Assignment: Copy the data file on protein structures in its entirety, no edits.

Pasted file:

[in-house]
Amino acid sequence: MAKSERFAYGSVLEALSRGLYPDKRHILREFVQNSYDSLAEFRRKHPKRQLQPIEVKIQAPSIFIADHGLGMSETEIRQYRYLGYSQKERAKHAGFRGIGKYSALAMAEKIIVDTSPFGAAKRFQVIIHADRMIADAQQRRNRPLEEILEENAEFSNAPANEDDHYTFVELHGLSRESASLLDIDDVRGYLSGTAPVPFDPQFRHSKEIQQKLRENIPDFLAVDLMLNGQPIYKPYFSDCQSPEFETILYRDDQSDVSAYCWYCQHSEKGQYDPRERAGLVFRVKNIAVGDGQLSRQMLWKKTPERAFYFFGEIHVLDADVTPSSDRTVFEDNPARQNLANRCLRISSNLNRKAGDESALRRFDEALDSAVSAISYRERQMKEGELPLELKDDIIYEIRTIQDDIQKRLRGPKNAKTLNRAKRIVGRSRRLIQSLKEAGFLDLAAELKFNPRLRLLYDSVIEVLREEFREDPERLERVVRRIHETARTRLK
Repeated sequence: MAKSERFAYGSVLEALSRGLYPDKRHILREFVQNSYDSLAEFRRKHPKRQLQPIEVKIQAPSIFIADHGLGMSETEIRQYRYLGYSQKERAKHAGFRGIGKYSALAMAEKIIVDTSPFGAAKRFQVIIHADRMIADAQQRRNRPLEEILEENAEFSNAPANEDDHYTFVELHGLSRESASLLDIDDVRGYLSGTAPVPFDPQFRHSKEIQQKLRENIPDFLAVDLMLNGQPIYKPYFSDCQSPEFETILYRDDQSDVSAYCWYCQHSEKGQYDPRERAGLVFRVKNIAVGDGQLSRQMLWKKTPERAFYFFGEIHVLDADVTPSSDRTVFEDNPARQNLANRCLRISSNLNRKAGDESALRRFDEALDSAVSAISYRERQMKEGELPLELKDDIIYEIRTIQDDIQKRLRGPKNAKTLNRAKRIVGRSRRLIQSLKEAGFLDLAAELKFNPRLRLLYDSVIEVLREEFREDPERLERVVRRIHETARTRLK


[in-house]
Amino acid sequence: MAKSERFAYGSVLEALSRGLYPDKRHILREFVQNSYDSLAEFRRKHPKRQLQPIEVKIQAPSIFIADHGLGMSETEIRQYRYLGYSQKERAKHAGFRGIGKYSALAMAEKIIVDTSPFGAAKRFQVIIHADRMIADAQQRRNRPLEEILEENAEFSNAPANEDDHYTFVELHGLSRESASLLDIDDVRGYLSGTAPVPFDPQFRHSKEIQQKLRENIPDFLAVDLMLNGQPIYKPYFSDCQSPEFETILYRDDQSDVSAYCWYCQHSEKGQYDPRERAGLVFRVKNIAVGDGQLSRQMLWKKTPERAFYFFGEIHVLDADVTPSSDRTVFEDNPARQNLANRCLRISSNLNRKAGDESALRRFDEALDSAVSAISYRERQMKEGELPLELKDDIIYEIRTIQDDIQKRLRGPKNAKTLNRAKRIVGRSRRLIQSLKEAGFLDLAAELKFNPRLRLLYDSVIEVLREEFREDPERLERVVRRIHETARTRLK
Repeated sequence: MAKSERFAYGSVLEALSRGLYPDKRHILREFVQNSYDSLAEFRRKHPKRQLQPIEVKIQAPSIFIADHGLGMSETEIRQYRYLGYSQKERAKHAGFRGIGKYSALAMAEKIIVDTSPFGAAKRFQVIIHADRMIADAQQRRNRPLEEILEENAEFSNAPANEDDHYTFVELHGLSRESASLLDIDDVRGYLSGTAPVPFDPQFRHSKEIQQKLRENIPDFLAVDLMLNGQPIYKPYFSDCQSPEFETILYRDDQSDVSAYCWYCQHSEKGQYDPRERAGLVFRVKNIAVGDGQLSRQMLWKKTPERAFYFFGEIHVLDADVTPSSDRTVFEDNPARQNLANRCLRISSNLNRKAGDESALRRFDEALDSAVSAISYRERQMKEGELPLELKDDIIYEIRTIQDDIQKRLRGPKNAKTLNRAKRIVGRSRRLIQSLKEAGFLDLAAELKFNPRLRLLYDSVIEVLREEFREDPERLERVVRRIHETARTRLK